More than 75 percent of Earth’s land areas are substantially degraded, undermining the well-being of 3.2 billion people, according to the world’s first comprehensive, evidence-based assessment. These lands that have either become deserts, are polluted, or have been deforested and converted to agricultural production are also the main causes of species extinctions.
If this trend continues, 95 percent of the Earth’s land areas could become degraded by 2050. That would potentially force hundreds of millions of people to migrate, as food production collapses in many places, the report warns. (Learn more about biodiversity under threat.)
“Land degradation, biodiversity loss, and climate change are three different faces of the same central challenge: the increasingly dangerous impact of our choices on the health of our natural environment,” said Sir Robert Watson, chair of the Intergovernmental Science-Policy Platform on Biodiversity and Ecosystem Services (IPBES), which produced the report (launched Monday in Medellin, Colombia).
IPBES is the "IPCC for biodiversity"—a scientific assessment of the status of non-human life that makes up the Earth’s life-support system. The land degradation assessment took three years and more than 100 leading experts from 45 countries.
Rapid expansion and unsustainable management of croplands and grazing lands is the main driver of land degradation, causing significant loss of biodiversity and impacting food security, water purification, the provision of energy, and other contributions of nature essential to people. This has reached “critical levels” in many parts of the world, Watson said in an interview.
Wetlands have been hit hardest, with 87 percent lost globally in the last 300 years. Some 54 percent have been lost since 1900. Wetlands continue to be destroyed in Southeast Asia and the Congo region of Africa, mainly to plant oil palm.
Underlying drivers of land degradation, says the report, are the high-consumption lifestyles in the most developed economies, combined with rising consumption in developing and emerging economies. High and rising per capita consumption, amplified by continued population growth in many parts of the world, are driving unsustainable levels of agricultural expansion, natural resource and mineral extraction, and urbanization.
“We’ve know about this for over 20 years but it is only getting worse,” said Luca Montanarella, a soil scientist from Italy and co-chair of the assessment.
Land degradation is rarely considered an urgent issue by most governments, even though many have signed an international agreement to reach land degradation neutrality by 2030. “We need to find a stable balance between our lifestyle and our impacts on nature,” Montanarella said in an interview in Medellin.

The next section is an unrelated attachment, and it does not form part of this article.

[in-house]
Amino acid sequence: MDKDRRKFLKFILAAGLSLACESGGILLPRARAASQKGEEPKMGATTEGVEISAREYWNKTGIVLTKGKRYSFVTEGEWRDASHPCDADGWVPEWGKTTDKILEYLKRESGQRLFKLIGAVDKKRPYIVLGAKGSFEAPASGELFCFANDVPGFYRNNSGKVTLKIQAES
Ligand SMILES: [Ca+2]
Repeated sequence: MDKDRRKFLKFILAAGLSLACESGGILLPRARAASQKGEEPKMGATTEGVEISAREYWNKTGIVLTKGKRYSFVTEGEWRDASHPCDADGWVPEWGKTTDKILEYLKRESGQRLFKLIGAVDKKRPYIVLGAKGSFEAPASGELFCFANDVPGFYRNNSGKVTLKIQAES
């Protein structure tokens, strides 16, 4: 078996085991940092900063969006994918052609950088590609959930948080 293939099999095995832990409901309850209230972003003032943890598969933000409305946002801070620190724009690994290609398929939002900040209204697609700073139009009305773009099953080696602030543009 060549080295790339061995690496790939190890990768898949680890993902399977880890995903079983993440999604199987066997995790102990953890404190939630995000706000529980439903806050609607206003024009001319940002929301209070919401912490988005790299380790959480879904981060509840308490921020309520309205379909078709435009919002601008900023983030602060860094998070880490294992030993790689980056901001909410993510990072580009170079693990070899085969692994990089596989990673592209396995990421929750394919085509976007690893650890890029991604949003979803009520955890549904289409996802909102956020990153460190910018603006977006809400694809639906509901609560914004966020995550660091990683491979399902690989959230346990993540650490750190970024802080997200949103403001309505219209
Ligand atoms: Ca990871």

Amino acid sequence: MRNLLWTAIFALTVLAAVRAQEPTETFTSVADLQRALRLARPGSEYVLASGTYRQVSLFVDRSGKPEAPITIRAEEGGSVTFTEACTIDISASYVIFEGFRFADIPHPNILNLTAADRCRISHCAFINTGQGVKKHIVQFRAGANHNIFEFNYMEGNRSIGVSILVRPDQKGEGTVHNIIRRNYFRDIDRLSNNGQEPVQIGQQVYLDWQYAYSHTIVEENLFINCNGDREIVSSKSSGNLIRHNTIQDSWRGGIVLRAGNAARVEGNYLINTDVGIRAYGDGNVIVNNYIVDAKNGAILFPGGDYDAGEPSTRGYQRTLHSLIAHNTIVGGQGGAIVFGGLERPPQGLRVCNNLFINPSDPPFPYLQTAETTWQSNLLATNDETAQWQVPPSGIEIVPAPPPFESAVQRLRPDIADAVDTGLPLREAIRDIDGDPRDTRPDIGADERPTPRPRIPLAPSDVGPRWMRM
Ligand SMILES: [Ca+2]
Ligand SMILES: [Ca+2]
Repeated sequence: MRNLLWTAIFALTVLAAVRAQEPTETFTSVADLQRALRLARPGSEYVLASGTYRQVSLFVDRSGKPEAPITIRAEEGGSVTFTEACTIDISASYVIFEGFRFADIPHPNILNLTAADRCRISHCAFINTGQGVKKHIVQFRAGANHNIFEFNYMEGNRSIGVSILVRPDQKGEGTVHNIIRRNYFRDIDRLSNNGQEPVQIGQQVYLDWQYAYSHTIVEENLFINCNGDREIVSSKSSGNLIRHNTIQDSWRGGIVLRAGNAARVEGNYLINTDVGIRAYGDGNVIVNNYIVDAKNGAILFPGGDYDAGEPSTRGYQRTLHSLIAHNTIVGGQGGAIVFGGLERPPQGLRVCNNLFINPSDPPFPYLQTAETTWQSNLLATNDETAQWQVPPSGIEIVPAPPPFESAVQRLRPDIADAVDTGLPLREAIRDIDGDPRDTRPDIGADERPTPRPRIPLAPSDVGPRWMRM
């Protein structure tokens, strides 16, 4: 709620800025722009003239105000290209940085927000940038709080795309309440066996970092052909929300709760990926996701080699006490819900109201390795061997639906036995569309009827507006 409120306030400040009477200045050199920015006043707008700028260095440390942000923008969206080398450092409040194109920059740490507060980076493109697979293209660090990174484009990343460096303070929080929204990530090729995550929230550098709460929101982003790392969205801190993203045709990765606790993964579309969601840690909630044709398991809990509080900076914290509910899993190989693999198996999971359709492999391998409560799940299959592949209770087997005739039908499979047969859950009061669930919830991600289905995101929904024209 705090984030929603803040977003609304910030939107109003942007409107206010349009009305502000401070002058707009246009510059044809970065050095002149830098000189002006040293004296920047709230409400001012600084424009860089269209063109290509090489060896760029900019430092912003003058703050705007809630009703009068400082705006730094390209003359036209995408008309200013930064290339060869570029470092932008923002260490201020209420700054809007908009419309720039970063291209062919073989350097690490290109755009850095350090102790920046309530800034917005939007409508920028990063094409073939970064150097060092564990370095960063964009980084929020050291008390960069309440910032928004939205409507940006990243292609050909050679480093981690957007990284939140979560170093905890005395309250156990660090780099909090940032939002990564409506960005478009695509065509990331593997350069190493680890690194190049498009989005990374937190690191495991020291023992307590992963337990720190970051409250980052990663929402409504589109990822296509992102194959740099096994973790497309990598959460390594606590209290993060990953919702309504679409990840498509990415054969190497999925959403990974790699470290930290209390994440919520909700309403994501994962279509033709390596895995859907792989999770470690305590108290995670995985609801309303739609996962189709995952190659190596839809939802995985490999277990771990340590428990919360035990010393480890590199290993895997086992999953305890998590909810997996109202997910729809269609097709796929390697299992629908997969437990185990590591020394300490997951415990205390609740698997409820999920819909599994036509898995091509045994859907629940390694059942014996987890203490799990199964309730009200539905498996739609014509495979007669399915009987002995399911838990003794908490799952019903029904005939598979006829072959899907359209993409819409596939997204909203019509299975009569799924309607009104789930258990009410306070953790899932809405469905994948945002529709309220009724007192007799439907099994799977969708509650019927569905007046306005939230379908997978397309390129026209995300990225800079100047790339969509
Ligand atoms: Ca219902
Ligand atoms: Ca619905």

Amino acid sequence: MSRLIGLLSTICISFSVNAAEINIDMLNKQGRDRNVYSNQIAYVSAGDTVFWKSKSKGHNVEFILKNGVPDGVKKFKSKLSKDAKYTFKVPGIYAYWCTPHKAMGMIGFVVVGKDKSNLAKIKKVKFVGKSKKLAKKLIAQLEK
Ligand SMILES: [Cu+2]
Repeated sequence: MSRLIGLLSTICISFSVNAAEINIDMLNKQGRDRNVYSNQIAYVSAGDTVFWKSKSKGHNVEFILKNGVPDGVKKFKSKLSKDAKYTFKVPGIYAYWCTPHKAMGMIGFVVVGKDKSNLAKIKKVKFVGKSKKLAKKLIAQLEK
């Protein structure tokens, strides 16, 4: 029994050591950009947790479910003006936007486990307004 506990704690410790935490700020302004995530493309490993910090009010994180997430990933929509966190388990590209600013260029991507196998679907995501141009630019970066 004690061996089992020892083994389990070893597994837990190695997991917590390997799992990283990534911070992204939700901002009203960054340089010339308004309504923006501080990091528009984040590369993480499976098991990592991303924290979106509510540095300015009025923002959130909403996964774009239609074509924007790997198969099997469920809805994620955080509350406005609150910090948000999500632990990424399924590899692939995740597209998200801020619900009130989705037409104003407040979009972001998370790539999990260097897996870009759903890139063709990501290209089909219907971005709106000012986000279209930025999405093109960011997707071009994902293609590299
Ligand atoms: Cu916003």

Ending land degradation and restoring degraded land would get humanity one third of the way to keeping global warming below 2°C, the target climate scientists say we need to avoid the most devastating impacts. Deforestation alone accounts for 10 percent of all human-induced emissions.
For developing regions like parts of Asia and Africa, the cost of inaction in the face of land degradation is at least three times higher than the cost of action. And the benefits of restoration are 10 times higher than the costs, the report found.
Ending production subsidies in agriculture, fisheries, energy, and other sectors would go a long way to reducing pressure on nature. Roughly 25 percent of Africa has shifted out of cattle and sheep production simply because it has become too dry and unproductive to be profitable, said Robert Scholes, a South African ecologist and co-chair of the assessment.
“These lands are reverting back to wildlife, which are better adapted to those conditions,” Scholes said. “The same things is happening in Australia.”
There are many proven approaches to reversing these trends, including urban planning, replanting with native species, green infrastructure development, remediation of contaminated and sealed soils (e.g. under asphalt), wastewater treatment, and river channel restoration. Land needs to be managed at a landscape scale, where the needs of agriculture, industry, and urban areas can be balanced in a holistic way, Scholes said.
Better, more open-access information on the impacts of traded commodities is also needed, he adds. Many rich countries “offshore” their environmental impacts by importing huge quantities of food, resources, and products from other countries. The European Union imports 30 to 40 percent of its food, for example.
“Through this report, the global community of experts has delivered a frank and urgent warning, with clear options to address dire environmental damage,” said Watson.